Rockville in Montgomery County, Maryland — The American Northeast (Mid-Atlantic)
Rockville's History in Your Own Backyard
The original miller's log house was constructed by Richard Wootton in the 1790s, on land once owned by his father and Montgomery County's forefather Dr. Thomas Sprigg Wootton. Today the miller's house is privately owned and sits at the end of Camden Court The log portion of the original home is a fine example of an early American log cabin with v-notched logs and concrete chinking.
In 1848, then-owners Turner and Olivia C. Wootton separated the ownership of the mill from that of the miller's house by selling 229 acres and the dwelling to Chandler Keys, reserving the right of way into the family burial ground and privileges of the stream. According to the 1850 census, the mill and its cabin were leased to a miller, Benjamin Sparrow, age 41, born in Maryland, and he lived here with his large family. Another miller, Salathiel Mullican, appears in
The two millstones on display here were donated by the Veirs family. It was their wish that the history of Wootton's Mill be kept alive through an exhibit of the millstones at the original mill site. These millstones ground the grain as the bedstone was turned by the power of the waterwheel. The upright wood hoist/lift was used to adjust the height of the runnerstone and to lift it off of the bedstone. Once lifted off, the hoist arm could be rotated away and the stone could be moved into a vertical position (by the use of the metal caliper) so that both stones could be serviced and maintained.
Terms Used In The 1800's Mill
Bedstone Lower stone in a pair of mill stones.
Bolter A machine used for separating meal into grades of flour.
Bran The outer coating of a grain of wheat or corn.
Burr Millstones quarried in France and generally made up in separate pieces of freshwater quartz.
Drawing Knife A two handled knife used while seated on a shaving horse to shape wood into tool handles, barrel staves and wheel spokes. Used by
Dress The pattern of furrows in a millstone.
Dressing The act of dressing (or cutting out furrows) of a millstone.
Face Gear A gear wheel with cogs mortised into it's face and usually associated with the driving of lantern pinions.
Flour Chest Recives the meal from the stones (also can be called meal bin).
Flume The channel or canal which carries water from the millrace, via a control gate (sluice gate) to the water wheel.
Furrow Channels cut in the grinding face of a millstone.
Gear A wheel with teeth of rods made to fit together with other gears so that one gear's turning causes the other gear to turn.
Greater Face Gear The larges toothed gear in the mill. It is attached directly to the shaft of the waterwheel.
Gristmill A mill used for grinding grains.
Hopper Tapered wooden container for grain, mounted above and feeding millstones.
Hopper Boy Machine used to cool and dry hot meal received from the millstones through a raking motion. (Until Evans system installed in GW mill, this process done manually with a rake)
Horse Or Horse frame, is the framing on top of the stone casing and supporting the hopper and shoe.
Hurst Frame The large, heavy wooden frame, which contains
Lesser Face Gear The smaller toothed gear that fits together with other gears to turn the grinding stones.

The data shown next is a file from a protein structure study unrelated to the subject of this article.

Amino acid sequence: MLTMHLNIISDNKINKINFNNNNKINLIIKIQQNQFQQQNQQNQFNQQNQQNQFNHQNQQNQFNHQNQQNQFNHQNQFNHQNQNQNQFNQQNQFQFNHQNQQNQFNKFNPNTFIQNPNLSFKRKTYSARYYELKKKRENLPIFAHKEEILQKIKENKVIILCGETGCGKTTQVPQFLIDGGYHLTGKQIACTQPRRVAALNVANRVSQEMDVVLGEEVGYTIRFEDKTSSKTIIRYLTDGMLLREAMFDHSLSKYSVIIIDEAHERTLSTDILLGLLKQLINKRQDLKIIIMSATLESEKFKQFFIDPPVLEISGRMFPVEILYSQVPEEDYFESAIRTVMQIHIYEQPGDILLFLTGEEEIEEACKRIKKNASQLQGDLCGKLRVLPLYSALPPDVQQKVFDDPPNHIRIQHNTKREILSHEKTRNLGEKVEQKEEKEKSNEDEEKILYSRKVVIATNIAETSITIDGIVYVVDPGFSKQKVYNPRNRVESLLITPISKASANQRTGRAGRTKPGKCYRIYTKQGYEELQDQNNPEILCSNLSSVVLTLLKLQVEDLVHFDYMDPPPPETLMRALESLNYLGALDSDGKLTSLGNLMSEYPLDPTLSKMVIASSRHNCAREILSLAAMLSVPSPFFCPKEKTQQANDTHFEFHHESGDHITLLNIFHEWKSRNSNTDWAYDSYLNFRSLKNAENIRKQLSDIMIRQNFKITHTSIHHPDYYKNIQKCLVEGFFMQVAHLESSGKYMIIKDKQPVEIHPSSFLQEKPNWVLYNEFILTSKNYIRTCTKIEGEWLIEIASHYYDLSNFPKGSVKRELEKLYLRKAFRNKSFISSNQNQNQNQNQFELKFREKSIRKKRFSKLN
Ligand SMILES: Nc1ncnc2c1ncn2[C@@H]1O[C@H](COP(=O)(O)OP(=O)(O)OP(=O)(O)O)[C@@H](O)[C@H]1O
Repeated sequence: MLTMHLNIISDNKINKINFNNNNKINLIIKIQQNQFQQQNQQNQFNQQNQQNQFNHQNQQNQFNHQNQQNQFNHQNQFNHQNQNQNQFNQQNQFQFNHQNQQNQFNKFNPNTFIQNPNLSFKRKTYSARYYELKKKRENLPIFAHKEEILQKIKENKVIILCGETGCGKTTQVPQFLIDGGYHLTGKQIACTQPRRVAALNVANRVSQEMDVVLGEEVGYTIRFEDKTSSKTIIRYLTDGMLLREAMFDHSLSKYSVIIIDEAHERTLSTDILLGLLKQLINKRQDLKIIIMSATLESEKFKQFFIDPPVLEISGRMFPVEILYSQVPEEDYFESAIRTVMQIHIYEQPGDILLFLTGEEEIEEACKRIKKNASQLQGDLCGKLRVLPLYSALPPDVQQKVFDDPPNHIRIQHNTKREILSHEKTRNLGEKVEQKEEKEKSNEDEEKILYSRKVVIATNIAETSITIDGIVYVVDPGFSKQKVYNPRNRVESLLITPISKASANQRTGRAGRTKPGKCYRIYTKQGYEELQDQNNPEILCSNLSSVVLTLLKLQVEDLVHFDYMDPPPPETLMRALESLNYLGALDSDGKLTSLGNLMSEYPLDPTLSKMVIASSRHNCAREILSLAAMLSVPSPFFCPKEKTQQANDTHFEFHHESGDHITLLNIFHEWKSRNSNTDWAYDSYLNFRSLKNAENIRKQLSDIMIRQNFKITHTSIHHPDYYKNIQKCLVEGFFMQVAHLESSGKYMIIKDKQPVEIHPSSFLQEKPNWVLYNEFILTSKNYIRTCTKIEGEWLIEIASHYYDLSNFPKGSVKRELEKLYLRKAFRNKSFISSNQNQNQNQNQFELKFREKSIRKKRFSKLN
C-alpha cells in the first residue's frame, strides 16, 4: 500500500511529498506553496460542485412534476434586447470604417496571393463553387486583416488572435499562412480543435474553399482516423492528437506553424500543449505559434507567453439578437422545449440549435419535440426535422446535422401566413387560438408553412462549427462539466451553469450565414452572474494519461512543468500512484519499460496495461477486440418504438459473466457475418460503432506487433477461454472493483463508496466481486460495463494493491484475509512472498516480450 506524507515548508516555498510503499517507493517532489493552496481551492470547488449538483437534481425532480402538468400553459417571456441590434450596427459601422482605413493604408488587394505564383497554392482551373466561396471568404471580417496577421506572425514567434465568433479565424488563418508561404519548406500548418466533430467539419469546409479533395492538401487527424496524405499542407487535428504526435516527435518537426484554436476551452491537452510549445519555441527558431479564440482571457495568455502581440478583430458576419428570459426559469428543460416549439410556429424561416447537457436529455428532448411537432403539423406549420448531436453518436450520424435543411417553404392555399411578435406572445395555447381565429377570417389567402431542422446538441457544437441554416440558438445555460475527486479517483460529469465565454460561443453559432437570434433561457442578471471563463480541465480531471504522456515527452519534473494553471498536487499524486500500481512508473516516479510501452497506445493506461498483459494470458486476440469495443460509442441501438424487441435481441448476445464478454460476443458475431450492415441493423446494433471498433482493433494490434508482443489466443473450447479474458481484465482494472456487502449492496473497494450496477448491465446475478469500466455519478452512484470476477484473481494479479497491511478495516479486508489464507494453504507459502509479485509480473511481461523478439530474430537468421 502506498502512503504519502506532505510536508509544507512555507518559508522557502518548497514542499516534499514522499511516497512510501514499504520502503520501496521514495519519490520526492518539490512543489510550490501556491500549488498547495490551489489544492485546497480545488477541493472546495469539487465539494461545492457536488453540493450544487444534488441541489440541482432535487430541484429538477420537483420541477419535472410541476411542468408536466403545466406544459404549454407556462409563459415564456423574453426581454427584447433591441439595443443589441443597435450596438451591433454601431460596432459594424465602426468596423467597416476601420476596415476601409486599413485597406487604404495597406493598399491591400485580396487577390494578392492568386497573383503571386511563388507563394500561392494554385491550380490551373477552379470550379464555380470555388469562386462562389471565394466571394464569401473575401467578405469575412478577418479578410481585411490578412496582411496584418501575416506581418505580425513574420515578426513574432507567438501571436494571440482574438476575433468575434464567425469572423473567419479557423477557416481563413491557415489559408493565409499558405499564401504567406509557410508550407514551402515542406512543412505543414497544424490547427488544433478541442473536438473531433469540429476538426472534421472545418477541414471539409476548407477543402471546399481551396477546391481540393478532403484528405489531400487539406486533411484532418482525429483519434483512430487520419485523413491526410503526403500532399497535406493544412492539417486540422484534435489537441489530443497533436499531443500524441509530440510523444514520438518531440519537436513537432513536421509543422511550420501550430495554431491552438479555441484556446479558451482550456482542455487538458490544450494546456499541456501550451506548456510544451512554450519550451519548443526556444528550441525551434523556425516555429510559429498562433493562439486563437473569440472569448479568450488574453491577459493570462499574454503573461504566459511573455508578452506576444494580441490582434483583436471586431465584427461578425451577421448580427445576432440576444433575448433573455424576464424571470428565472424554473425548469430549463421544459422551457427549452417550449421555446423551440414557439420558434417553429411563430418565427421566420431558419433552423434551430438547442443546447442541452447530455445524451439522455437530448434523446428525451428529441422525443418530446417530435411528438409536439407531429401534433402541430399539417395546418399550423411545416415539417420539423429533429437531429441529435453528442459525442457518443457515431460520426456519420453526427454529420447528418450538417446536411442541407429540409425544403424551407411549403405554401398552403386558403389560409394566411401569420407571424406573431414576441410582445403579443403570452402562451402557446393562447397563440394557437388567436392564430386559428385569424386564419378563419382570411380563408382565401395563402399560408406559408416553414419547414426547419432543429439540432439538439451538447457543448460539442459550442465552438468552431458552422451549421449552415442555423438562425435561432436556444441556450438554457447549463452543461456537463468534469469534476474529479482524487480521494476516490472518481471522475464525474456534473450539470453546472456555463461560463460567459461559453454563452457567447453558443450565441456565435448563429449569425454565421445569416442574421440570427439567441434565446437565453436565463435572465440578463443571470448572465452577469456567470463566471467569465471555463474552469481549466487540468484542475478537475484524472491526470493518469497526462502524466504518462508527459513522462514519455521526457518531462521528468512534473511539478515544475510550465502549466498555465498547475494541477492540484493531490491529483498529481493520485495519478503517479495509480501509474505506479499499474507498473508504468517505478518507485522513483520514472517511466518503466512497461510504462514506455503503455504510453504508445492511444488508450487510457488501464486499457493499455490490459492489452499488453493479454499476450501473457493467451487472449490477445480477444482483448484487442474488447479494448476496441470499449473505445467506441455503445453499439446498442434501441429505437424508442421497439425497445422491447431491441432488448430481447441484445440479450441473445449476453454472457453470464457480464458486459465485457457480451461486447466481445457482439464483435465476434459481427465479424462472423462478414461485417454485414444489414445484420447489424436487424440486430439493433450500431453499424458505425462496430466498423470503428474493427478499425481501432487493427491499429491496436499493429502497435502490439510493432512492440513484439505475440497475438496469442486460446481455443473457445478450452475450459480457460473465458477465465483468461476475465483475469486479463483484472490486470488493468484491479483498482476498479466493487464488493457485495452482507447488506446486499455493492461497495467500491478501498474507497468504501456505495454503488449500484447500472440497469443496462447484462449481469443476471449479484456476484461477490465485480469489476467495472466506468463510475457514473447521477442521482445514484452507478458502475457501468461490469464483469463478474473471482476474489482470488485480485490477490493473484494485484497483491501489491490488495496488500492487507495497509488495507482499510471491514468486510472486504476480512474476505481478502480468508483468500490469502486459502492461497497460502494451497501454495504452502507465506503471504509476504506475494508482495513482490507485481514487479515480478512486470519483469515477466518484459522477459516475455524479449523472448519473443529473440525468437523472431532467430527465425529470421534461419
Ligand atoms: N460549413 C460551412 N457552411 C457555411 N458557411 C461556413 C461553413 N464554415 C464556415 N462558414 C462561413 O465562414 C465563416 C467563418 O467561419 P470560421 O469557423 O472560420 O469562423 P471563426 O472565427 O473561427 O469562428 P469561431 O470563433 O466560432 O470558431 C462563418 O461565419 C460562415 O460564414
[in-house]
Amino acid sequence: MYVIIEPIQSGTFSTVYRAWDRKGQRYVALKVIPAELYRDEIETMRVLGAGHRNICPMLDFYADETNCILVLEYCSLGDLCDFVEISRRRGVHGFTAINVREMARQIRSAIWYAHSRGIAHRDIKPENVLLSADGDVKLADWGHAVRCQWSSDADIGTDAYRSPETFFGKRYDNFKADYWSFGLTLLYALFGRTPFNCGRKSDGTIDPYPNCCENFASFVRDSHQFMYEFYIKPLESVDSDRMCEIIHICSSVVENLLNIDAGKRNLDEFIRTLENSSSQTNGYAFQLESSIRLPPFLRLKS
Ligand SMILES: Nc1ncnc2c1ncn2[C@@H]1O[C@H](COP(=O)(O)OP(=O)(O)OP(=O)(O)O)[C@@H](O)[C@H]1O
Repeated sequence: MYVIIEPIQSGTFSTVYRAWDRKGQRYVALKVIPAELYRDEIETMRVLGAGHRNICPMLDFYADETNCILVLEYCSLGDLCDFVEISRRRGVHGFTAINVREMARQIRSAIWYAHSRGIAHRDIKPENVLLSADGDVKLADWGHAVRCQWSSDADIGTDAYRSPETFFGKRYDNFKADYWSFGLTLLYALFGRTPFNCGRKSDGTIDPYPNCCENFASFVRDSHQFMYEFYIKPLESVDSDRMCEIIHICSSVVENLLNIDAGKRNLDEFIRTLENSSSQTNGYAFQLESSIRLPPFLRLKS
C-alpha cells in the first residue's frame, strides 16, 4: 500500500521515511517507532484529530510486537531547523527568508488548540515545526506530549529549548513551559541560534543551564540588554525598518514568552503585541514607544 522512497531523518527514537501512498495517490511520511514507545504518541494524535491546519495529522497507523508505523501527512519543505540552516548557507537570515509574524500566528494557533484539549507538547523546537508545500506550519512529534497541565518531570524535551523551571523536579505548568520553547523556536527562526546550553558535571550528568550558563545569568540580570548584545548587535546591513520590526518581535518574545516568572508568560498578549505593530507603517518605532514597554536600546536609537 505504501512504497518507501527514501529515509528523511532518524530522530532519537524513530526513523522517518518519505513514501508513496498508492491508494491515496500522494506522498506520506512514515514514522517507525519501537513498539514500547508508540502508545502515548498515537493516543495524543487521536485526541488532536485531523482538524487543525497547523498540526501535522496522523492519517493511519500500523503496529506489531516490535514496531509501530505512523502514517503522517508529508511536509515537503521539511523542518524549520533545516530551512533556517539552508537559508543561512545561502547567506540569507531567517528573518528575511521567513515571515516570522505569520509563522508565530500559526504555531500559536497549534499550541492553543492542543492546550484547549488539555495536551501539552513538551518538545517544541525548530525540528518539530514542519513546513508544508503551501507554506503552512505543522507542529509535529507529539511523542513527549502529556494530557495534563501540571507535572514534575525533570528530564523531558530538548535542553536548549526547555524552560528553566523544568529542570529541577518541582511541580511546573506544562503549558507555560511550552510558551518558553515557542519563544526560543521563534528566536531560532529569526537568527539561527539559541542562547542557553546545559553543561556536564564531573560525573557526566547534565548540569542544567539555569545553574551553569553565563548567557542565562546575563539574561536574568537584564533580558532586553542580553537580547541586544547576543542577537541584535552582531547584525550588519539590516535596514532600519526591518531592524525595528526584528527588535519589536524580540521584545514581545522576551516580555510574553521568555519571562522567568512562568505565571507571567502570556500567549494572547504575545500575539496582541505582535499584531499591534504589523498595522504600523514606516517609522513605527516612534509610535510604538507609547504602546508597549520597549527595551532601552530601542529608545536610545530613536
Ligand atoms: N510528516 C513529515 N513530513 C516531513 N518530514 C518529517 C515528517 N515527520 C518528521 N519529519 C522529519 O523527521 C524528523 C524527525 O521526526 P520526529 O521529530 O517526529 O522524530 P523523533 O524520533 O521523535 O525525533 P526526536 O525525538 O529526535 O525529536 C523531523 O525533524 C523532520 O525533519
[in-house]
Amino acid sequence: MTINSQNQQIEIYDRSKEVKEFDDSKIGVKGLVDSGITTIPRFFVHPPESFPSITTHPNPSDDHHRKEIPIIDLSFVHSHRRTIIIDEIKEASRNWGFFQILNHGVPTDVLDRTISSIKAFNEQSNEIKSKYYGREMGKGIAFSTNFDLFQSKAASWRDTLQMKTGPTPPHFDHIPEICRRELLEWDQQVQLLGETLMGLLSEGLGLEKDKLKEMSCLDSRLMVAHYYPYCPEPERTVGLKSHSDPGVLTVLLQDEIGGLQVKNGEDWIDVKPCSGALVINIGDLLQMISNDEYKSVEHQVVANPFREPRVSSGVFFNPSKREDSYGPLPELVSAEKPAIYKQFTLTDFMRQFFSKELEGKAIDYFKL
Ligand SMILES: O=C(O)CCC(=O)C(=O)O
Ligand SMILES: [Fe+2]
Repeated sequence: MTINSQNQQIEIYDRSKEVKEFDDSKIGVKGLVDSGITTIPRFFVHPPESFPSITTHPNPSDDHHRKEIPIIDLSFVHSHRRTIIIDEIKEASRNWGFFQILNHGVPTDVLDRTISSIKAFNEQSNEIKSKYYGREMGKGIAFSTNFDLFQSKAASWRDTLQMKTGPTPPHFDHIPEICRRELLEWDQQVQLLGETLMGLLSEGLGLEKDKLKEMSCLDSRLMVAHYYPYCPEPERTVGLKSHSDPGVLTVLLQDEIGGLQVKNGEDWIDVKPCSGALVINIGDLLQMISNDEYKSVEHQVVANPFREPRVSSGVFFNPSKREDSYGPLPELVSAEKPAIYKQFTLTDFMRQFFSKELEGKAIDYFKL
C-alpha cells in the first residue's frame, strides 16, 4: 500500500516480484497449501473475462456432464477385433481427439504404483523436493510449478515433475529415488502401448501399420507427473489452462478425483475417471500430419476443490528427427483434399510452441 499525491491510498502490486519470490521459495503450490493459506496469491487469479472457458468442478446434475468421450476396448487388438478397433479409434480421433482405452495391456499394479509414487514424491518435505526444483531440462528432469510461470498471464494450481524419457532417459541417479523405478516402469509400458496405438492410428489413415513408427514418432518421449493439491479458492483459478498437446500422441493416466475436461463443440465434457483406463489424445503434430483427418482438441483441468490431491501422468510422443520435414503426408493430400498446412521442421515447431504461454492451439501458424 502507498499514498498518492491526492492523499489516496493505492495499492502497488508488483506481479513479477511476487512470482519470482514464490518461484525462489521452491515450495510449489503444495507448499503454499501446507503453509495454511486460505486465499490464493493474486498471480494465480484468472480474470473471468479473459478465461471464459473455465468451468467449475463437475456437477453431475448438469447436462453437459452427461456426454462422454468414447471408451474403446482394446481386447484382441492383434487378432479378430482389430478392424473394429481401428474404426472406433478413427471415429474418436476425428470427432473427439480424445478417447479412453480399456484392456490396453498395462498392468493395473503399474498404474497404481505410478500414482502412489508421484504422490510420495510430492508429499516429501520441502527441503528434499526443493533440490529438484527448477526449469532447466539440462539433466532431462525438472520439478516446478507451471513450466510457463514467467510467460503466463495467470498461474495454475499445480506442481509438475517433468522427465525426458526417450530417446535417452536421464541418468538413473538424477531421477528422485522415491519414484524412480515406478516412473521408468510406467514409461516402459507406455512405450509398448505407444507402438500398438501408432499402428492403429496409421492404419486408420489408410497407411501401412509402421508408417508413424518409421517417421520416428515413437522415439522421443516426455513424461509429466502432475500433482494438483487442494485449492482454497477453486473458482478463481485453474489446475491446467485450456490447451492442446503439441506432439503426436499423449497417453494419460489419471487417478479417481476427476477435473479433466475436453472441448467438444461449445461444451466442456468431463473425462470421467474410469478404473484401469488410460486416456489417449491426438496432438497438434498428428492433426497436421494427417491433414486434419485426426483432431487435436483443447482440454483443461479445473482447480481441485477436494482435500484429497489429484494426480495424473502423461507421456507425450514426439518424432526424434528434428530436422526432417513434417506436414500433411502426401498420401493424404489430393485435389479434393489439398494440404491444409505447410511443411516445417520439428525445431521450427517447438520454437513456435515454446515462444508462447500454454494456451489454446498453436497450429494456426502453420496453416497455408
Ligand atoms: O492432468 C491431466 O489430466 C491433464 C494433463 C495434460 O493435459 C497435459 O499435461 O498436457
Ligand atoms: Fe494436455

Merchant Mill A large gristmill having trade over a wide area.
Mill Bill (Mill Chisel) The chisel used for dressing millstones.
Miller The person who operates the mill.
Millpond Area of water normally crated by a dam which serves as a reservoir for water to power the water wheel.
Millrace The canal that carries water from the millpond to the mill.
Millstones A pair of large round stones between which grain is ground. The turning of the top stone (runner stone) does the grinding, while the bottom stone (bedstone) does not move.
Millwright The person who designs builds and repairs a mill.
Runnerstone The upper stone in a pair of millstones.
Shoe Tapered wooden trough, which is vibrated byh damsel to feed grain evenly into millstones for grinding.
Tailrace Channel which carries water from water wheel and back to steam.
Erected by The City of Rockville.
Location. 39° 4.877′ N, 77° 10.735′ W. Marker is in Rockville, Maryland, in Montgomery Touch for map. This Marker is in Wootton's Mill Park. Marker is in this post office area: Rockville MD 20850, United States of America.
Other nearby markers. At least 8 other markers are within 2 miles of this marker, measured as the crow flies. Dr. Thomas Sprigg Wootton (approx. 0.3 miles away); The Bingham-Brewer House (approx. one mile away); Rockville Baptist Church and Cemetery (approx. 1.2 miles away); The Prettyman House (approx. 1.2 miles away); a different marker also named Prettyman House (approx. 1.2 miles away); a different marker also named Prettyman House (approx. 1.2 miles away); Rockville Academy (approx. 1.3 miles away); Beall-Dawson House (approx. 1.3 miles away). Touch for a list and map of all markers in Rockville.
Categories. • Industry & Commerce •
Credits. This page was last revised on September 21, 2017. This page originally submitted on September 17, 2017, by Allen C. Browne of Silver Spring, Maryland. This page has been viewed 101 times since then and 31 times this year. Photos: 1, 2, 3, 4, 5, 6. submitted on September 17, 2017, by Allen C. Browne of Silver Spring, Maryland. 7, 8, 9. submitted on September 19, 2017, by Allen C. Browne of Silver Spring, Maryland. • Bill Pfingsten was the editor who published this page.